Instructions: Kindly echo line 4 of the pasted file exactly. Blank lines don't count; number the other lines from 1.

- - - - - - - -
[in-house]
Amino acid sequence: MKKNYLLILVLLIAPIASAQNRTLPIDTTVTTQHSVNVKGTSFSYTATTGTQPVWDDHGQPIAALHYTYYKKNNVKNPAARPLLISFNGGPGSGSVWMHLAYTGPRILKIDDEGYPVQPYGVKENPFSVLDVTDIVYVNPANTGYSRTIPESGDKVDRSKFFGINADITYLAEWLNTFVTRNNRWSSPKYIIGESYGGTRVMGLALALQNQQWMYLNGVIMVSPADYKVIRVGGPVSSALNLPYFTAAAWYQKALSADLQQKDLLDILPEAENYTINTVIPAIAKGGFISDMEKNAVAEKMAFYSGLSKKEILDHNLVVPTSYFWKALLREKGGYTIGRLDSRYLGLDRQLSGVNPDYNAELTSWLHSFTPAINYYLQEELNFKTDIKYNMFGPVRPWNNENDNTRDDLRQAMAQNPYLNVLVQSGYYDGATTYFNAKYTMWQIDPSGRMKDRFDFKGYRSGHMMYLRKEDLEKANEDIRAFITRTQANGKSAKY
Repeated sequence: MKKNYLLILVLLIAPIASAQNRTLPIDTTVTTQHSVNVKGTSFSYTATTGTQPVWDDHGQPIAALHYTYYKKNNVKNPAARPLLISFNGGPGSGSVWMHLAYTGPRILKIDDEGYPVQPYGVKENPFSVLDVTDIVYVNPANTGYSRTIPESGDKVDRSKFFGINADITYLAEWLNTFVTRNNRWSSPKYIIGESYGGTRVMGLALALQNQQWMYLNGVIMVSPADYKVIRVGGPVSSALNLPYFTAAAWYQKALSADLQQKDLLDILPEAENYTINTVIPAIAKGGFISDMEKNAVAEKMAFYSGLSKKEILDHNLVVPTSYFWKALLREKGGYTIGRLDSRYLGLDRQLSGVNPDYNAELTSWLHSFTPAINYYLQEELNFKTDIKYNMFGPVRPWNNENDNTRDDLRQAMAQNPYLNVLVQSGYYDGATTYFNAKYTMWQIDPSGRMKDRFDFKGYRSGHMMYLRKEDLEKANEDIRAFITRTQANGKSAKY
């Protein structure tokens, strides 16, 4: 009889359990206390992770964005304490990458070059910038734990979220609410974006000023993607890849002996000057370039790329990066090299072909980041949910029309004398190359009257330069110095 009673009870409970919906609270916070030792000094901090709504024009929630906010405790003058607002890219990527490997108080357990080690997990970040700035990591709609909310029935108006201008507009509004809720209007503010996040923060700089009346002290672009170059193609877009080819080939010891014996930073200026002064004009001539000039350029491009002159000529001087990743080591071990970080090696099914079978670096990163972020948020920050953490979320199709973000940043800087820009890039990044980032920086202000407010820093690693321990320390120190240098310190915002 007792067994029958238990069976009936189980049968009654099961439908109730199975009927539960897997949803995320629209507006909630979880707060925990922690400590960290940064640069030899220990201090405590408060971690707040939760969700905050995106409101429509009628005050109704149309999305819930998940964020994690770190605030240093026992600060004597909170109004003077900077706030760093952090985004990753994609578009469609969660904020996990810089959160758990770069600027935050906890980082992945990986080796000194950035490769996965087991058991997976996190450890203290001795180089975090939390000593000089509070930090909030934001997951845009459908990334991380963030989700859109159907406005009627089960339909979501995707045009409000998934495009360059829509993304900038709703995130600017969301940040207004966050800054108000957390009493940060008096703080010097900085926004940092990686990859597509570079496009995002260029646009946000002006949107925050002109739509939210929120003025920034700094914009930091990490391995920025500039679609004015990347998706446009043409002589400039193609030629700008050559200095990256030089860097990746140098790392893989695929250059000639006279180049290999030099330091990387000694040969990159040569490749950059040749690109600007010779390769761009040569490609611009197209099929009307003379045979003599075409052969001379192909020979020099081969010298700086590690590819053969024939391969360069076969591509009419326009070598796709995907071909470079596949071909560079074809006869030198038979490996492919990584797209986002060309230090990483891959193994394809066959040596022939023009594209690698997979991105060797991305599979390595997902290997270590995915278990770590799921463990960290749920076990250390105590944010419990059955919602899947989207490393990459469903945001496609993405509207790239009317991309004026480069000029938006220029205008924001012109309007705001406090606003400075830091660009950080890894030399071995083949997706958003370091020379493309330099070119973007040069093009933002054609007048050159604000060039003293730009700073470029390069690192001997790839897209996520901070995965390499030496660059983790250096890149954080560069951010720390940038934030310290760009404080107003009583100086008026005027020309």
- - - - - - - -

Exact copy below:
């Protein structure tokens, strides 16, 4: 009889359990206390992770964005304490990458070059910038734990979220609410974006000023993607890849002996000057370039790329990066090299072909980041949910029309004398190359009257330069110095 009673009870409970919906609270916070030792000094901090709504024009929630906010405790003058607002890219990527490997108080357990080690997990970040700035990591709609909310029935108006201008507009509004809720209007503010996040923060700089009346002290672009170059193609877009080819080939010891014996930073200026002064004009001539000039350029491009002159000529001087990743080591071990970080090696099914079978670096990163972020948020920050953490979320199709973000940043800087820009890039990044980032920086202000407010820093690693321990320390120190240098310190915002 007792067994029958238990069976009936189980049968009654099961439908109730199975009927539960897997949803995320629209507006909630979880707060925990922690400590960290940064640069030899220990201090405590408060971690707040939760969700905050995106409101429509009628005050109704149309999305819930998940964020994690770190605030240093026992600060004597909170109004003077900077706030760093952090985004990753994609578009469609969660904020996990810089959160758990770069600027935050906890980082992945990986080796000194950035490769996965087991058991997976996190450890203290001795180089975090939390000593000089509070930090909030934001997951845009459908990334991380963030989700859109159907406005009627089960339909979501995707045009409000998934495009360059829509993304900038709703995130600017969301940040207004966050800054108000957390009493940060008096703080010097900085926004940092990686990859597509570079496009995002260029646009946000002006949107925050002109739509939210929120003025920034700094914009930091990490391995920025500039679609004015990347998706446009043409002589400039193609030629700008050559200095990256030089860097990746140098790392893989695929250059000639006279180049290999030099330091990387000694040969990159040569490749950059040749690109600007010779390769761009040569490609611009197209099929009307003379045979003599075409052969001379192909020979020099081969010298700086590690590819053969024939391969360069076969591509009419326009070598796709995907071909470079596949071909560079074809006869030198038979490996492919990584797209986002060309230090990483891959193994394809066959040596022939023009594209690698997979991105060797991305599979390595997902290997270590995915278990770590799921463990960290749920076990250390105590944010419990059955919602899947989207490393990459469903945001496609993405509207790239009317991309004026480069000029938006220029205008924001012109309007705001406090606003400075830091660009950080890894030399071995083949997706958003370091020379493309330099070119973007040069093009933002054609007048050159604000060039003293730009700073470029390069690192001997790839897209996520901070995965390499030496660059983790250096890149954080560069951010720390940038934030310290760009404080107003009583100086008026005027020309």